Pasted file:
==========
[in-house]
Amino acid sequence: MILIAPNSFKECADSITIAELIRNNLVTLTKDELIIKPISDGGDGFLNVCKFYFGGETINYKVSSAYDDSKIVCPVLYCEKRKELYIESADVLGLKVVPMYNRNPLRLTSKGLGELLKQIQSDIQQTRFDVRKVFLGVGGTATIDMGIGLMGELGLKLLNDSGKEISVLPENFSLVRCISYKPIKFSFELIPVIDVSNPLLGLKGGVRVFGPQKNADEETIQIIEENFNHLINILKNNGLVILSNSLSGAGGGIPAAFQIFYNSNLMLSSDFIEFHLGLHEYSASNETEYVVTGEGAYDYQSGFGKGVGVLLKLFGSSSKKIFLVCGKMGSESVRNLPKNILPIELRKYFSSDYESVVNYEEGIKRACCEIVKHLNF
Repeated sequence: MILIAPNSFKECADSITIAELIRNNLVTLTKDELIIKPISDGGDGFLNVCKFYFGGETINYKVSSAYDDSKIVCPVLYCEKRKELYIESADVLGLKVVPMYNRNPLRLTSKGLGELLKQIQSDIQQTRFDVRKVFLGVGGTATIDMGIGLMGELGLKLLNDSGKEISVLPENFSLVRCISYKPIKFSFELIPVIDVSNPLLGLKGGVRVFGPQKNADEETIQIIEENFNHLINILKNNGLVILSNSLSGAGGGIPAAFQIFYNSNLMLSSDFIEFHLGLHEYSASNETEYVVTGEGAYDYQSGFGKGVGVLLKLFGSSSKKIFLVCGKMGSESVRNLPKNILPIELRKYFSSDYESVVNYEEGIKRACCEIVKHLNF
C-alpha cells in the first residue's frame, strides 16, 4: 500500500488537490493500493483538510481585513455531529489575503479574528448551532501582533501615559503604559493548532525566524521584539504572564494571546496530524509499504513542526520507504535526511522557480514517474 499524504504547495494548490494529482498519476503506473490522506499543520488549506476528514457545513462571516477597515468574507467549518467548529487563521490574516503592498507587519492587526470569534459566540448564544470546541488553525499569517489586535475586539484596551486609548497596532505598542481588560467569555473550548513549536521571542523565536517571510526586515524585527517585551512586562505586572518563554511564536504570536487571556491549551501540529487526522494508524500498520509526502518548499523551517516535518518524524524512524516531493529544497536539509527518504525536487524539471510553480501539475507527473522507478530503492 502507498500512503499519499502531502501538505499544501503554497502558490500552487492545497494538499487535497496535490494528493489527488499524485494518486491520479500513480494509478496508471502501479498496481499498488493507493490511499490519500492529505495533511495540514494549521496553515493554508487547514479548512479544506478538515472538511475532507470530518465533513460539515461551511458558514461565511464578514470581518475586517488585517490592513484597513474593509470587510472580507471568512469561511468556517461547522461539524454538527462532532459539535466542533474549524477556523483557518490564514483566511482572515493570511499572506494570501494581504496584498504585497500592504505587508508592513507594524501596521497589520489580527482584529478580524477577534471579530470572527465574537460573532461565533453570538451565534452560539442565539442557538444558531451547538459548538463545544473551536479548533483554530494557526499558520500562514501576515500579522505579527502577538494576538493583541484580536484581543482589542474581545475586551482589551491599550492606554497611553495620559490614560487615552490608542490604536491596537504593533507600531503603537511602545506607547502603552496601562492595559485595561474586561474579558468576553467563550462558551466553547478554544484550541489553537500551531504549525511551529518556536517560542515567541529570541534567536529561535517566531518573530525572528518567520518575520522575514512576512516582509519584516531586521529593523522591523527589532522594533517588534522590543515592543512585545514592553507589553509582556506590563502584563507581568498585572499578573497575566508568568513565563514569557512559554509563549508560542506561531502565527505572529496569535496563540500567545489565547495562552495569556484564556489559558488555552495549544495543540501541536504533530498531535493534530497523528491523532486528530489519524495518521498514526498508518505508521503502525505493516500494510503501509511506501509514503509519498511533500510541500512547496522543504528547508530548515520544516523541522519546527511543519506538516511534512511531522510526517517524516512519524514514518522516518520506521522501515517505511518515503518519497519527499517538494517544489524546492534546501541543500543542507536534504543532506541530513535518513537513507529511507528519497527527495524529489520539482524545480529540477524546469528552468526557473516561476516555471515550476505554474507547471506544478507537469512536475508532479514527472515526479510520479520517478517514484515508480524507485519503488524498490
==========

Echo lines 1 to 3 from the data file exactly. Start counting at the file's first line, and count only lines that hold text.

[in-house]
Amino acid sequence: MILIAPNSFKECADSITIAELIRNNLVTLTKDELIIKPISDGGDGFLNVCKFYFGGETINYKVSSAYDDSKIVCPVLYCEKRKELYIESADVLGLKVVPMYNRNPLRLTSKGLGELLKQIQSDIQQTRFDVRKVFLGVGGTATIDMGIGLMGELGLKLLNDSGKEISVLPENFSLVRCISYKPIKFSFELIPVIDVSNPLLGLKGGVRVFGPQKNADEETIQIIEENFNHLINILKNNGLVILSNSLSGAGGGIPAAFQIFYNSNLMLSSDFIEFHLGLHEYSASNETEYVVTGEGAYDYQSGFGKGVGVLLKLFGSSSKKIFLVCGKMGSESVRNLPKNILPIELRKYFSSDYESVVNYEEGIKRACCEIVKHLNF
Repeated sequence: MILIAPNSFKECADSITIAELIRNNLVTLTKDELIIKPISDGGDGFLNVCKFYFGGETINYKVSSAYDDSKIVCPVLYCEKRKELYIESADVLGLKVVPMYNRNPLRLTSKGLGELLKQIQSDIQQTRFDVRKVFLGVGGTATIDMGIGLMGELGLKLLNDSGKEISVLPENFSLVRCISYKPIKFSFELIPVIDVSNPLLGLKGGVRVFGPQKNADEETIQIIEENFNHLINILKNNGLVILSNSLSGAGGGIPAAFQIFYNSNLMLSSDFIEFHLGLHEYSASNETEYVVTGEGAYDYQSGFGKGVGVLLKLFGSSSKKIFLVCGKMGSESVRNLPKNILPIELRKYFSSDYESVVNYEEGIKRACCEIVKHLNF